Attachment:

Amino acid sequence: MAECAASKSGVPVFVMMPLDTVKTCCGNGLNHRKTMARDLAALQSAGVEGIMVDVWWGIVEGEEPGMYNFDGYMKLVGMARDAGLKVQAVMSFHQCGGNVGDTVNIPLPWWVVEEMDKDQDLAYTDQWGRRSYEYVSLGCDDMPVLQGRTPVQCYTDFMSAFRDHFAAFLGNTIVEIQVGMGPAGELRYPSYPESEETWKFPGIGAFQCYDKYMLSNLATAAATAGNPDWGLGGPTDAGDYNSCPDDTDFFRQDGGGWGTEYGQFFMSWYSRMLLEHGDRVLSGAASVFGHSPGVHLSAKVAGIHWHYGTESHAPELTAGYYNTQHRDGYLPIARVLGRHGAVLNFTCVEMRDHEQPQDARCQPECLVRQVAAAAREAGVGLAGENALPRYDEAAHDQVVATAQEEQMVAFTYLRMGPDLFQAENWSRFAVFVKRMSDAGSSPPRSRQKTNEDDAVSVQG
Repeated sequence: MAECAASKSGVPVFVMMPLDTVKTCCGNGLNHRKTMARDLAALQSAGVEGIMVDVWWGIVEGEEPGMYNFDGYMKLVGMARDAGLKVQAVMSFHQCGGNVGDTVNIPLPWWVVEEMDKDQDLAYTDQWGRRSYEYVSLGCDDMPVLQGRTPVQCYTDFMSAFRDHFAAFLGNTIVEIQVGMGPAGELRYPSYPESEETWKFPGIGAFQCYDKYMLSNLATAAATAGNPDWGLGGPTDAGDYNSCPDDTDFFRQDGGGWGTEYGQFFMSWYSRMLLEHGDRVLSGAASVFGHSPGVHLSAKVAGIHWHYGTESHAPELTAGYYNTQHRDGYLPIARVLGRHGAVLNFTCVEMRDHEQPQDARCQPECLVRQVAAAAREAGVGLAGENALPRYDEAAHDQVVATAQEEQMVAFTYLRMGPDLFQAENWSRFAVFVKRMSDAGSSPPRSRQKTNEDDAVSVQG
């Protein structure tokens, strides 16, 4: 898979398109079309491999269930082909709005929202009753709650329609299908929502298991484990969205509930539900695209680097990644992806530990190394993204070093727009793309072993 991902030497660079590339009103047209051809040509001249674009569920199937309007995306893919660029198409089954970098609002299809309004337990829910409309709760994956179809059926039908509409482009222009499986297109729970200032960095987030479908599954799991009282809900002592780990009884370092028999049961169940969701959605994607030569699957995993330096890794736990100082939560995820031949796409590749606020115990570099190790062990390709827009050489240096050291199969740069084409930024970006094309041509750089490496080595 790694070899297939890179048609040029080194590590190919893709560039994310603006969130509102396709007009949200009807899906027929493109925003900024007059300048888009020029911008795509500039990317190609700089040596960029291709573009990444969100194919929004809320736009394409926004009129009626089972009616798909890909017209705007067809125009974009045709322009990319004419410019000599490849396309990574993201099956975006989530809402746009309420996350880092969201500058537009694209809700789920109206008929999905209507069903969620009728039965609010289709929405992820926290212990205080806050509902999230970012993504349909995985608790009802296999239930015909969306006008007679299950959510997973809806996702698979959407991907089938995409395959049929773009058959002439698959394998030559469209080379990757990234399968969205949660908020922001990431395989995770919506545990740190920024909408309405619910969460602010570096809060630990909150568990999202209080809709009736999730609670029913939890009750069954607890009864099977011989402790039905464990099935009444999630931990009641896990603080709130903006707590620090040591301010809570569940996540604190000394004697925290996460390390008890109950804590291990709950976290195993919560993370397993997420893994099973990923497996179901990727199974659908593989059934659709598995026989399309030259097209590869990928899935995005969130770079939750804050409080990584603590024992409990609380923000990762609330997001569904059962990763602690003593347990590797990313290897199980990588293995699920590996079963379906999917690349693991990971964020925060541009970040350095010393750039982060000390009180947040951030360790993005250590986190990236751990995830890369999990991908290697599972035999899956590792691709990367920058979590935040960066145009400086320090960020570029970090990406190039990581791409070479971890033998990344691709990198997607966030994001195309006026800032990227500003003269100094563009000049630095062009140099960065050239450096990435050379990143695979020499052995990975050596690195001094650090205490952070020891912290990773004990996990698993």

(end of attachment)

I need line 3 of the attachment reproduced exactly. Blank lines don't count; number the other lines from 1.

């Protein structure tokens, strides 16, 4: 898979398109079309491999269930082909709005929202009753709650329609299908929502298991484990969205509930539900695209680097990644992806530990190394993204070093727009793309072993 991902030497660079590339009103047209051809040509001249674009569920199937309007995306893919660029198409089954970098609002299809309004337990829910409309709760994956179809059926039908509409482009222009499986297109729970200032960095987030479908599954799991009282809900002592780990009884370092028999049961169940969701959605994607030569699957995993330096890794736990100082939560995820031949796409590749606020115990570099190790062990390709827009050489240096050291199969740069084409930024970006094309041509750089490496080595 790694070899297939890179048609040029080194590590190919893709560039994310603006969130509102396709007009949200009807899906027929493109925003900024007059300048888009020029911008795509500039990317190609700089040596960029291709573009990444969100194919929004809320736009394409926004009129009626089972009616798909890909017209705007067809125009974009045709322009990319004419410019000599490849396309990574993201099956975006989530809402746009309420996350880092969201500058537009694209809700789920109206008929999905209507069903969620009728039965609010289709929405992820926290212990205080806050509902999230970012993504349909995985608790009802296999239930015909969306006008007679299950959510997973809806996702698979959407991907089938995409395959049929773009058959002439698959394998030559469209080379990757990234399968969205949660908020922001990431395989995770919506545990740190920024909408309405619910969460602010570096809060630990909150568990999202209080809709009736999730609670029913939890009750069954607890009864099977011989402790039905464990099935009444999630931990009641896990603080709130903006707590620090040591301010809570569940996540604190000394004697925290996460390390008890109950804590291990709950976290195993919560993370397993997420893994099973990923497996179901990727199974659908593989059934659709598995026989399309030259097209590869990928899935995005969130770079939750804050409080990584603590024992409990609380923000990762609330997001569904059962990763602690003593347990590797990313290897199980990588293995699920590996079963379906999917690349693991990971964020925060541009970040350095010393750039982060000390009180947040951030360790993005250590986190990236751990995830890369999990991908290697599972035999899956590792691709990367920058979590935040960066145009400086320090960020570029970090990406190039990581791409070479971890033998990344691709990198997607966030994001195309006026800032990227500003003269100094563009000049630095062009140099960065050239450096990435050379990143695979020499052995990975050596690195001094650090205490952070020891912290990773004990996990698993």